The famous detective has been given the Hollywood treatment twice by Guy Ritchie; a modern makeover starring Benedict Cumberbatch and Martin Freeman and he’s even been ‘Disney-fied’ when he served as inspiration for 1992’s The Great Mouse Detective. He moved to America in the TV series Elementary in which Jonny Lee Miller and Lucy Liu took on the role of Holmes and Joan Watson. In 2020, Netflix released Enola Holmes, with Millie Bobby Brown starring as the sleuth’s sister. “He’s such a variable character. I tend to like them when they’ve been done in a way that’s faithful. Benedict Cumberbatch was very good – the more you knew about Holmes and the original stories, the more you got out of that,” says Cooke.

As well as inspiring big-budget blockbusters and Netflix hits, Conan Doyle left behind another legacy - spiritualism. In the west end of Edinburgh, you’ll find the Sir Arthur Conan Doyle Centre. It’s an educational institution which offers lectures and workshops on spiritualism and mediumship. The building was originally constructed for brewer and philanthropist William McEwan in 1881 but now operates as a centre which provides space for "spiritual discovery".

The National: The Sir Arthur Conan Doyle Centre is located in Edinburgh's west end.The Sir Arthur Conan Doyle Centre is located in Edinburgh's west end.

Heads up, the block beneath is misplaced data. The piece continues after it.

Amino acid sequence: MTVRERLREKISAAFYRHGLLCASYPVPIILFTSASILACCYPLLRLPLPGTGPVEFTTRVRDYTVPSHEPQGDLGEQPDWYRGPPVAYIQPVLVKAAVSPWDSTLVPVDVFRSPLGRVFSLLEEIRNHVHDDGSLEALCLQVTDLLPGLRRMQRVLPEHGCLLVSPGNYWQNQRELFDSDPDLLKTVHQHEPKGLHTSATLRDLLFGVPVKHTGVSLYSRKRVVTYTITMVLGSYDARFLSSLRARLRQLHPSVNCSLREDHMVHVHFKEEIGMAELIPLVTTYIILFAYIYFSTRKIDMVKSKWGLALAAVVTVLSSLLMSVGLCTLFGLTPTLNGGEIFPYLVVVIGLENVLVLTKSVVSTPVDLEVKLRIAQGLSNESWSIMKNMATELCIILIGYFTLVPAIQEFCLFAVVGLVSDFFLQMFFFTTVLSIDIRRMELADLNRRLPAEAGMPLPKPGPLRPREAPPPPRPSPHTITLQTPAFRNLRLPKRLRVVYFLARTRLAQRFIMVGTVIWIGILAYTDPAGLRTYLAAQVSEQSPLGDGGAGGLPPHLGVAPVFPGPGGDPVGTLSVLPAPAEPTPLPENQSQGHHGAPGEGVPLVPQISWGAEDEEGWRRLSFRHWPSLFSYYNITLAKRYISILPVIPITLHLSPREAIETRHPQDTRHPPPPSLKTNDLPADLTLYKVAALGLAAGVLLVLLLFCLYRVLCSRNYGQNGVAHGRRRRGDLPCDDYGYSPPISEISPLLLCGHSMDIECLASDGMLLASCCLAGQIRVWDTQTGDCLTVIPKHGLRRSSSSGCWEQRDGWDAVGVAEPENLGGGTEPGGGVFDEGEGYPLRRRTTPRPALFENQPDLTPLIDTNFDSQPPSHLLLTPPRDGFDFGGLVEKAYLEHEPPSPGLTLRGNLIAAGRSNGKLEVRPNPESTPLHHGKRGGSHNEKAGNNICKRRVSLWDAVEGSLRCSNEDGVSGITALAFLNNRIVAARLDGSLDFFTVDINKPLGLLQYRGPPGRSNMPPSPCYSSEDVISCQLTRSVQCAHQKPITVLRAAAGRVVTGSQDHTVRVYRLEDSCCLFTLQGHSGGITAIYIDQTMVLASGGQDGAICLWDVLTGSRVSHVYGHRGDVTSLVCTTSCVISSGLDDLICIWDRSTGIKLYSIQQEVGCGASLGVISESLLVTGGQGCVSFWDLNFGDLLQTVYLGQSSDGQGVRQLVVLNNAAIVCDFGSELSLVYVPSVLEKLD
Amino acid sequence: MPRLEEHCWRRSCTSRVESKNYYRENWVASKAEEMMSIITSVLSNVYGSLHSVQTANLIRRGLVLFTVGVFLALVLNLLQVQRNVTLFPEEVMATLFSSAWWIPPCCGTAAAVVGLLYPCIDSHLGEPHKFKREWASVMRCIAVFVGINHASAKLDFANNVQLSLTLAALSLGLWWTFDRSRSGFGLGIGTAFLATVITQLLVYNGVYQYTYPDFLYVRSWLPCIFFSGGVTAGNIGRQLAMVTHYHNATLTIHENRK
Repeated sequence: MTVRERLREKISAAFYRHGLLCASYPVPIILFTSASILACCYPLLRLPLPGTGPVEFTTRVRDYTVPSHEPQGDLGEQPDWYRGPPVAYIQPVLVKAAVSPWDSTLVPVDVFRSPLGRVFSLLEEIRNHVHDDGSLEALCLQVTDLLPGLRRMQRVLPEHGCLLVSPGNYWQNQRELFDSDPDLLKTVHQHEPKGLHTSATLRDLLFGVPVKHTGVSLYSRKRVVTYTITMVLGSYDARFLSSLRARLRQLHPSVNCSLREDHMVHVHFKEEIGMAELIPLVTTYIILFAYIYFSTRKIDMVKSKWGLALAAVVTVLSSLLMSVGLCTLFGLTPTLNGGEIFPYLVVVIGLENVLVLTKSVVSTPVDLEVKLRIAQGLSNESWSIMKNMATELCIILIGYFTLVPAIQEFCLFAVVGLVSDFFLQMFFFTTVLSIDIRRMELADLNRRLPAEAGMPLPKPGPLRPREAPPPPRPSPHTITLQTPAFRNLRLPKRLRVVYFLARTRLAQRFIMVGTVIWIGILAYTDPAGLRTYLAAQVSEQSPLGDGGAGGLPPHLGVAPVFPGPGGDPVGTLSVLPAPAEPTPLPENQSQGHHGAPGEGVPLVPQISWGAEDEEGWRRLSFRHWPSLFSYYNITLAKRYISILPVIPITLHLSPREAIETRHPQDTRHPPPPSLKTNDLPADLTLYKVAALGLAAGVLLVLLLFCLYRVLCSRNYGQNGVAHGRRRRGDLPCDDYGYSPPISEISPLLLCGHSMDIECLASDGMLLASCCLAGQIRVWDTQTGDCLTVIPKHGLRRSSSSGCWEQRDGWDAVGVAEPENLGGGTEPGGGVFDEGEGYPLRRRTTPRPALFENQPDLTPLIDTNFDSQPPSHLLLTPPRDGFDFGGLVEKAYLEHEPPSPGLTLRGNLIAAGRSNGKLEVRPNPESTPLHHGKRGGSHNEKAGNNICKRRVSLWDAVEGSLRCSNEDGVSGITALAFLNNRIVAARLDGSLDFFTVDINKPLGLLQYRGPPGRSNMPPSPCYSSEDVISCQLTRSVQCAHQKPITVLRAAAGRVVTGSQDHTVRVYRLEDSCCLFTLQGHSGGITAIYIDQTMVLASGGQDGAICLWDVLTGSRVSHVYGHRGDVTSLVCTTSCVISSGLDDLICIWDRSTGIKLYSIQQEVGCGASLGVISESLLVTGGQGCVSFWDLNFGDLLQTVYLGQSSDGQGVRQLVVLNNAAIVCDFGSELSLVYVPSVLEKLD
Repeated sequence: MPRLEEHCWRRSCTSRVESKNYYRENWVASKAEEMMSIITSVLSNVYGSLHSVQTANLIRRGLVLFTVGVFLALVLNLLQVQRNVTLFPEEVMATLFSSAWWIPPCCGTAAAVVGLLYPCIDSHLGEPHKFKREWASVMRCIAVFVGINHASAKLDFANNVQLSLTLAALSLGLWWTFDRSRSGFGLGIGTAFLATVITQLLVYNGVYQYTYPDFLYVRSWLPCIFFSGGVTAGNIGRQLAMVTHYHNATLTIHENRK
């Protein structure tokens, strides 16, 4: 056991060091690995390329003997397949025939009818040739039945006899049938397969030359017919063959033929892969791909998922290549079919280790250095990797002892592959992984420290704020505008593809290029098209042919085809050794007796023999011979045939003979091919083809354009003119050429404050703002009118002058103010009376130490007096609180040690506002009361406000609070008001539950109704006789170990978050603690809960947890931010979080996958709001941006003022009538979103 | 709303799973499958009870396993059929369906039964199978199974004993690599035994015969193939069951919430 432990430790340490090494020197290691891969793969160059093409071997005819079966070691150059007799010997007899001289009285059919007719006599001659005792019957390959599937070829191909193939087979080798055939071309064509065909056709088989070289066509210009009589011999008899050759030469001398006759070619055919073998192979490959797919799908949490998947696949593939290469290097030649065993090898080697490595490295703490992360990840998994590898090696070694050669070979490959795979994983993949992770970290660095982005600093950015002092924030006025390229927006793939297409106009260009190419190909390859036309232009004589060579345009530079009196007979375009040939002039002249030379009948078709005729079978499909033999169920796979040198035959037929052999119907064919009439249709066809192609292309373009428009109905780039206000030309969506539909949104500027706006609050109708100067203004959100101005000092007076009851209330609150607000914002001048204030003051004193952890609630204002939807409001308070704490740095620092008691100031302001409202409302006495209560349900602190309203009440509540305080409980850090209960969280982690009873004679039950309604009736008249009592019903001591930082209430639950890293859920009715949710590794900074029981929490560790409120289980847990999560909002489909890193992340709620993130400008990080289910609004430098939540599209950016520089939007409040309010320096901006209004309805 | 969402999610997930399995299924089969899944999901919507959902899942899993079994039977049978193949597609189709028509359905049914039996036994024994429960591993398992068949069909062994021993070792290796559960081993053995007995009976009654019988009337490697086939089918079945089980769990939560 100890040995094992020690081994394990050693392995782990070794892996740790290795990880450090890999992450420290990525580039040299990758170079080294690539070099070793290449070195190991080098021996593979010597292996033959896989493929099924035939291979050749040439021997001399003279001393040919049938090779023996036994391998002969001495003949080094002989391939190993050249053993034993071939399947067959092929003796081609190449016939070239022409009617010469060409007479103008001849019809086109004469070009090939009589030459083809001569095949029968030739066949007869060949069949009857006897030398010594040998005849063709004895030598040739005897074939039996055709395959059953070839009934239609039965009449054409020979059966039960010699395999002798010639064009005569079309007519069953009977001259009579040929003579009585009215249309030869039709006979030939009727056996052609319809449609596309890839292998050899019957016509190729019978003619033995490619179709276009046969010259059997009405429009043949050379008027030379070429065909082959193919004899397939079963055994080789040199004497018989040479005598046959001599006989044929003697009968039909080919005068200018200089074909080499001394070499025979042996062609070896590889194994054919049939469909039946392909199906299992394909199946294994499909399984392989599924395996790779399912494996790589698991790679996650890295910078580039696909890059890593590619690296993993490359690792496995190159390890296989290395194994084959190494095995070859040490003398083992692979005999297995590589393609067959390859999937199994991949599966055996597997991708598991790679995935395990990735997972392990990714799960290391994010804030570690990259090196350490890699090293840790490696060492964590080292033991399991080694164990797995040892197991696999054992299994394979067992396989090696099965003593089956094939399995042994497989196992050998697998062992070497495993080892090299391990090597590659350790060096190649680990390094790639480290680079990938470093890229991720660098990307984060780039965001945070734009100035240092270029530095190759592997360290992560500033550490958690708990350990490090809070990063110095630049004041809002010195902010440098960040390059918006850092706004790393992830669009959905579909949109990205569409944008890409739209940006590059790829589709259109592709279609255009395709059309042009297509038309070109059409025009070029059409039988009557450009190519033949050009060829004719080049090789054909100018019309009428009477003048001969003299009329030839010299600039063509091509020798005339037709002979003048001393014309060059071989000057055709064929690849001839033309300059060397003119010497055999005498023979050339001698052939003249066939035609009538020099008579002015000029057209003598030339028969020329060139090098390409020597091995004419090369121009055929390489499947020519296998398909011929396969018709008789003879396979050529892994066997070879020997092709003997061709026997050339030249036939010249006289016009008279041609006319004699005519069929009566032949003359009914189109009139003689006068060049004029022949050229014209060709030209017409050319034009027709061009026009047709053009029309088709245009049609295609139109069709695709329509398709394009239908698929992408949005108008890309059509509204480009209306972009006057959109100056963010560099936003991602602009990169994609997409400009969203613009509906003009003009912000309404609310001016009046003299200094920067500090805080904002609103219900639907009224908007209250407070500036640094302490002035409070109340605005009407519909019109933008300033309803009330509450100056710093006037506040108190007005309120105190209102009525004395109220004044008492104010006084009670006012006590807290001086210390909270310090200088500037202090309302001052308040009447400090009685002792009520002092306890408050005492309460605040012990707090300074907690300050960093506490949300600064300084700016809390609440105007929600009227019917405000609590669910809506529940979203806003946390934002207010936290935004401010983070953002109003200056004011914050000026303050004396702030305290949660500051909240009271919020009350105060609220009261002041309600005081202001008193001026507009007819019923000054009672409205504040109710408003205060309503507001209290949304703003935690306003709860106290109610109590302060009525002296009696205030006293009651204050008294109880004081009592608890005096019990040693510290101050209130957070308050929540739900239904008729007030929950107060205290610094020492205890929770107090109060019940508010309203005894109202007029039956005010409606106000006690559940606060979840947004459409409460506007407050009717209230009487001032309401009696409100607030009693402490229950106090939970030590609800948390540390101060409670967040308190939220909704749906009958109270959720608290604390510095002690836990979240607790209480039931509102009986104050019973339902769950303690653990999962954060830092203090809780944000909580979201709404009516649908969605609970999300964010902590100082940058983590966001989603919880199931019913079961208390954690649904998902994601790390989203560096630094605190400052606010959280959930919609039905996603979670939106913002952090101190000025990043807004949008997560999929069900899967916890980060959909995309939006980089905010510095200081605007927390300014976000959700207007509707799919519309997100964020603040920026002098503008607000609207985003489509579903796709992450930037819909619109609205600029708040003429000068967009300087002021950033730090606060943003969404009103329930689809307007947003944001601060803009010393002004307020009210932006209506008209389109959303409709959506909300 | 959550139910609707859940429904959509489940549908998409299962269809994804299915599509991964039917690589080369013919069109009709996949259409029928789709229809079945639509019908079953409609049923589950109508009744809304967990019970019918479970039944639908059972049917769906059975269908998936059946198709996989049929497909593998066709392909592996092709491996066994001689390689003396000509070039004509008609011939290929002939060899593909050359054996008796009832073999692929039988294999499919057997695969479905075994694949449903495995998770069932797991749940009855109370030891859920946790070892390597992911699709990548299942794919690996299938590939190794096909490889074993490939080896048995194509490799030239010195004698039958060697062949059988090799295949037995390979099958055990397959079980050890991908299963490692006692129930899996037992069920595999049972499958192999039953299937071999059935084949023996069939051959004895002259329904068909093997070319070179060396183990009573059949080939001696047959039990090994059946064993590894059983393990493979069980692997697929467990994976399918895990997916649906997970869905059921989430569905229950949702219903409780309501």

Despite only being founded in 2011, the history of the organisation dates back to the mid 1990s. Its founder Ann Treherne, originally a banker, abandoned her normal life when she discovered she had pre-cognitive and psychic abilities. The current chairman, Professor Lance Butler, says that Treherne’s inspiration for the centre came from Conan Doyle himself with whom she was able to communicate from beyond the grave. “In a series of seances, she kept getting some hints – a picture of Edinburgh University, a surgeons hall, a man with a moustache and an Arthurian knight. Somebody eventually realised it was Conan Doyle that was speaking to her because of all this – he was a surgeon in Edinburgh, he had a moustache and was knighted towards the end of his life.”

Treherne even went so far as to publish a book about her communication with the author titled Arthur and Me. It was Doyle who showed her a vision of her standing in a grand building which now operates as the centre. “The place was haunted when she moved in, it’s not nearly so haunted now but that’s normal with empty buildings,” Professor Butler says.

Whatever anyone’s thoughts on communicating with the dead, Conan Doyle was a huge advocate for spiritualism during its heyday in the 19th century. He travelled across America and Britain giving talks on the supernatural and attending seances before eventually writing The History of Spiritualism in 1926.

Ultimately though, Conan Doyle’s most popular legacy will always be Holmes and Watson. The former has become the benchmark to which so many literary detectives are often held. The character couldn’t even find peace in death. Conan Doyle was forced to resurrect Holmes after he seemingly fell to his death in The Final Problem, such was the demand from fans to see him solve more mysteries.

Looking to the immediate future, it’s hard to see the popularity of the stories declining at any stage soon. “I think he’s here to stay but I think it’s going to be a long time before we get another television Holmes. There were 40 years between Jeremy Brett and Benedict Cumberbatch,” says Cooke. Dr Pande agrees. “They have bits and pieces you can relate to and lend themselves to all kind of adaptations. I don’t think he’s going anywhere.”